Monday, November 30, 2009

Unrealistic Expectations: Chastity

There was a family near me growing up in which the father preached against immorality in such a way that the message was, "All boys have raging hormones and need to suppress their sinful inclinations." I know for a fact that this father faced this particular temptation (without ever succumbing to it), so it is "understandable" that he would think this way, but his sons ended up seeing their very natural urges as sinful, instead of natural effects of the Fall. Therefore, they were wracked as teenagers with feelings of inadequacy and failure and guilt every time they saw a girl and even thought, "Wow, she's hot!" At least two of them ended up convinced that they could never be good enough - and they couldn't based on their Law of Moses definition of perfection.

Recognizing that having such a thought is not actually a sin - that at its very worst it is a transgression caused by our fallen state and at its best solid evidence of heterosexual tendencies (*grin*) - and turning to the Lord for help to see even beautiful girls and women as He sees them - could have removed a tremendous burden from their shoulders and freed them to focus on something else instead. It would have allowed those boys to realize that they didn't need to beat themselves up for being human. Rather than their painful and impossible efforts to become "less human" - which led to almost giving up completely for one and terrible decisions for the other, they could have accepted their humanity as having been redeemed already and simply focused their efforts on managing their natural inclinations properly.

4 comments:

DRC said...

I do like the thought of not teaching children that their sexual urges are not evil and that they should be repressed. However, can we really conclude that these are a result of the fall. I would agree that they are a result of humanity, however, I would submit that they actually draw us closer to God. It is through these acts that we join in the process of creation and build and strengthen marriages and families. In a sense, they are the most God-like acts that one can participate in. But just like anything, we must learn the appropriate bounds in which they should be used.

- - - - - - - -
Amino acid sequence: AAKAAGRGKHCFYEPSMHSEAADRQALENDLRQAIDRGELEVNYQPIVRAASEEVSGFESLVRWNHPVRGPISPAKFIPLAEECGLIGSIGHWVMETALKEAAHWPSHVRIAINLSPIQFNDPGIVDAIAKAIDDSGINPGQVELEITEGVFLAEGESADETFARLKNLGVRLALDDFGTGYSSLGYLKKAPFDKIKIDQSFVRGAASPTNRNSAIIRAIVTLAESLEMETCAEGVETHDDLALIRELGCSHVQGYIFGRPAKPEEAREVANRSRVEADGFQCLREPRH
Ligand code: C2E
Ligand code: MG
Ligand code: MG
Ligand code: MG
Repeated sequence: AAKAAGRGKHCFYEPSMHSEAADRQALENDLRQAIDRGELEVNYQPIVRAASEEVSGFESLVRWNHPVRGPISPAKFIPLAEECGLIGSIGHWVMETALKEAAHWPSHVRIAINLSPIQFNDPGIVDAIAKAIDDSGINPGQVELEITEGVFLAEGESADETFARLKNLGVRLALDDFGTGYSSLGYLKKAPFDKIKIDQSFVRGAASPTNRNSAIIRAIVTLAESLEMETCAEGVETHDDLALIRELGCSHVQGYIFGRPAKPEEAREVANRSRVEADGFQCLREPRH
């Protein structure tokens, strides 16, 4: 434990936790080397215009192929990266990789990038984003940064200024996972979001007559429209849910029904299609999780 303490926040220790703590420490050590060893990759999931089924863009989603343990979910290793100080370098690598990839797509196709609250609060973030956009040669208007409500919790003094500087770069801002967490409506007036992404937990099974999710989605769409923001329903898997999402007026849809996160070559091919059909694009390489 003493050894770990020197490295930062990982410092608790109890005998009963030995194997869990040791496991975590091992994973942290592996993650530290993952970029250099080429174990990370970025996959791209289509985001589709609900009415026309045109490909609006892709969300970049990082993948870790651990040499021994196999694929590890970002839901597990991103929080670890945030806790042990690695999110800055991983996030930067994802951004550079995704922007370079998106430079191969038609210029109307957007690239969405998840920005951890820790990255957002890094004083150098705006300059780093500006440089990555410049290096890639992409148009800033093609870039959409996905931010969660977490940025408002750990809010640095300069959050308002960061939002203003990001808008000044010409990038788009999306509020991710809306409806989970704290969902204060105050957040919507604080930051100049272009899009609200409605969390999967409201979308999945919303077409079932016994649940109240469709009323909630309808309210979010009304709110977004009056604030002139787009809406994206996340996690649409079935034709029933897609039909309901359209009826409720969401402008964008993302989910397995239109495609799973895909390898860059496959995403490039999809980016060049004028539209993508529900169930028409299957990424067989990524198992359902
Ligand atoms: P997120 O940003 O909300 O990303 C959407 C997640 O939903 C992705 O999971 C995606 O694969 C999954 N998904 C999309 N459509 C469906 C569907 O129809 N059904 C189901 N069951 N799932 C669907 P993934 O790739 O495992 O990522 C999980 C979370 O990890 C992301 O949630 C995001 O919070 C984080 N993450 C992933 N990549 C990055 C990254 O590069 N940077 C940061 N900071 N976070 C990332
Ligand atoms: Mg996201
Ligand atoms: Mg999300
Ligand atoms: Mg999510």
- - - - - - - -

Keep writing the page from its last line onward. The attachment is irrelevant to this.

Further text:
Papa D said...

DRC, Thank you for your comment.

I agree that the urges are not a negative thing in any way. By describing them as an "effect of the fall" I simply mean that they are a natural part of mortality. As your last sentence says, it is the urge to use them inappropriately that must be controlled, NOT simply the urge to act upon them.

I should have worded it that way originally.

thatgoodpart said...

Papa D,

Nice post. I think that we often hear this kind of extreme sentiment towards sexuality.

I like the way Alma the elder taught His sons: "...see that ye bridle all your passions, that ye may be filled with love..." (Alma 38:12). When we keep our passions checked, we qualify for the Love of God. Bridling means controlling and restraining, but not completely prohibiting.

Anyways - I like your post (as always). I have a new calling in the Young Women's, so messages like these are always great reminders.
-chococatania

The Clayton Clan said...

I very much appreciated your post, as I was raised by the daughter of the same mother that your wife's mother was raised by. Figure that one out. I was told things like, "Using a tampon is masturbation." "You'd better marry that boy because no one else will have you." "How can you forgive your husband's mother for living in sin?" (I didn't know it was MY responsibility to forgive another's sins?) I often worry that I have gone overboard in trying not to raise my children the way I was raised but I would venture a guess that they have a more healthy understanding of their sexuality than I did growing up.